Sven Vermeulen wrote:
>On Mon, Jan 17, 2005 at 09:36:47PM -0800, Aaron Shi wrote:
>>Another thing was using
>>a span and a CSS rule to make text italic, but(X)HTML already has such a tag
>>for the exact purpose: <em>.
I'm sure you know this, but just to expand on that explanation for
people on this list that might not know, <em> is for /emphasising/
something, making sure people see that this is extra important. In a
graphical browser the recomended way to show this by writing it in
italics, but in other browsers it might be something else, eg a
different color in a cli browser or a different tone of voice in a
OTOH for things that are /not/ of extra high importance, just written in
italics becuse it happens to look good, the construct with CSS + span is
the apropriate method since span is a neutral container that won't get
flagged as "IMPORTANT" in non graphical browsers. This btw was the
reason the old <i> tag was deprecated/removed from the (x)html specs, it
was ambigulent in if something was in italics becuse it was
b) Prettier that way
>>justify for the text (which has quirks when you try to print,
>>but very negligible).
We could always use non justified text in a CSS for media="print". Or
does that still cause problem due to browserbugs?
>>To address the issue of font sizes, I've implemented a font size changer on
>>the content pages. The user could increase/decrease the content font size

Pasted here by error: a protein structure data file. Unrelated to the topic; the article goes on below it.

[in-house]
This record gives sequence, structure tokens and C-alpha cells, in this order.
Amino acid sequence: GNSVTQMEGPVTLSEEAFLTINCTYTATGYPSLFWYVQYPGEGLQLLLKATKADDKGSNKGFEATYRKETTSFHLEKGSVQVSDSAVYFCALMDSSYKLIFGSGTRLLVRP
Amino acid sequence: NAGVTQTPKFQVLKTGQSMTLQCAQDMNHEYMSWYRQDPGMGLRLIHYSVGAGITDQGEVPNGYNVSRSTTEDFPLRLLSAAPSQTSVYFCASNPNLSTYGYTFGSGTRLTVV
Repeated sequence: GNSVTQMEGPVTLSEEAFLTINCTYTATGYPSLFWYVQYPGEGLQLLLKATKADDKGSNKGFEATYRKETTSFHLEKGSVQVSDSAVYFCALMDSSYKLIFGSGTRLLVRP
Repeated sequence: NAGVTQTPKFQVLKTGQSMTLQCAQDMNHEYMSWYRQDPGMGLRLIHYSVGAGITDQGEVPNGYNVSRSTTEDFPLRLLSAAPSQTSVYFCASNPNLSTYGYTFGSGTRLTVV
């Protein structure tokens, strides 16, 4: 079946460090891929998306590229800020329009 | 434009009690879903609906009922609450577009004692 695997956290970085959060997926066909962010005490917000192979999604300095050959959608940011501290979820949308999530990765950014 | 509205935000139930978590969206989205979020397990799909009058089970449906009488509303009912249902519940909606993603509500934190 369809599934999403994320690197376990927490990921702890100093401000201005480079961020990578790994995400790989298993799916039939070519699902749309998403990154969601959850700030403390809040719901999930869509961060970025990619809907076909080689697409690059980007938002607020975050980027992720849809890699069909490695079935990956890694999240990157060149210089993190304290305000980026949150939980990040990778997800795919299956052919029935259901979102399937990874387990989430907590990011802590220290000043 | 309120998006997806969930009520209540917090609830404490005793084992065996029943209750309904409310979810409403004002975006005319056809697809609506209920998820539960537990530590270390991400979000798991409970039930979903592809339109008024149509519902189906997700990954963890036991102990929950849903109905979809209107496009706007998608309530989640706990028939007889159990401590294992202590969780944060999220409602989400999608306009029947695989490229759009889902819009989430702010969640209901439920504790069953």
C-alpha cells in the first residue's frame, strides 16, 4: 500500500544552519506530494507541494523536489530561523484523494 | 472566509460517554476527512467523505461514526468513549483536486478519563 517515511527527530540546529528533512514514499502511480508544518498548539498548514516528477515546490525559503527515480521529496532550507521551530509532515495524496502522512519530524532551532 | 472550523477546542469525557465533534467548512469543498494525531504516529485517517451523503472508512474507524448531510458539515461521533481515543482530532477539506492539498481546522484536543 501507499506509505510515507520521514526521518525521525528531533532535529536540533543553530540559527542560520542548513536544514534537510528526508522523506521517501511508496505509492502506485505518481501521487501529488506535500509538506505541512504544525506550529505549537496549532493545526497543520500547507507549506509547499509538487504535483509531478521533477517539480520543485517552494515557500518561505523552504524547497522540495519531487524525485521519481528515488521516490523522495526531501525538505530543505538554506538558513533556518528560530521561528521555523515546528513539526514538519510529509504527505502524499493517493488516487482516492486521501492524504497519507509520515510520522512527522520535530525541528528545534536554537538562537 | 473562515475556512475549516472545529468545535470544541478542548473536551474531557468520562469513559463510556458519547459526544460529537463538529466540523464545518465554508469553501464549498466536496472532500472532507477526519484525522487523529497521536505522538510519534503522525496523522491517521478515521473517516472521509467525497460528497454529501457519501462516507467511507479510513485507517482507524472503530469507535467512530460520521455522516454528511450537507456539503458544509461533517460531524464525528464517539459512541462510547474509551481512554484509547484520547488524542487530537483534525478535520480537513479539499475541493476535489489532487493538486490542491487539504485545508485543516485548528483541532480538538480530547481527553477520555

>>and the changes are saved into a cookie so that it will apply site wide. I
>>think this give users flexibility without compromising the layout of the
>>pages. Without this system, the user would use his browser to increase font
>>size. The browser would increase all the fonts...making the navigation bar
>>(and other) fonts extremely out of proporation
That sort of works in most cases.
But what happens if a user don't have eg JS or cookies turn on (for
security/preference/whatever reasons)? The browser default setting is
already applied site wide without any extra magic that may or may not work.
And "making the navigation bar (and other) fonts extremely out of
proporation" in regard to what? The graphics? What if forcing a fontsize
on the navbar makes it compleatly unreadable on a users screen? I would
prefer "slightly weird looking" above "compleatly unreadable navigation"
on a site.
In the days of a CRT doinated world it was pretty safe to make
assumtions about users fontsizes, you couldn't go too wrong if it was
readable to yourself. But nowdays there are really tiny LCDs with HUGE
resolutions of 1280 or more. In a world where a user on a 14" monitor
might be using anything from 640 to 1600 res, all bets are off. That is
why I belive it's a better design principle to simply let go of textsize
control and concentrate on making a design highly resilient to whatever
fontsize is thrown at it.
>>making the navigation bar
>>(and other) fonts extremely out of proporation, causing it to wrap in the
>>lower bound "designed for" resolution of 800x600.
IMO that problem should preferably be solved by making the design adapt
nicely when forced to wrap instead of trying to fixate the fontsize.
Such a design would additionally be beneficial for when visitors don't
have 800px res available, eg on PDA/Handhelds. Reading pages 3-4
screensizes wide is a PITA. Looking at your design I don't see any major
reasons why we couldn't adapt it to behave well on as little as a 400px
vert res or even smaller.
/ Stefan :)
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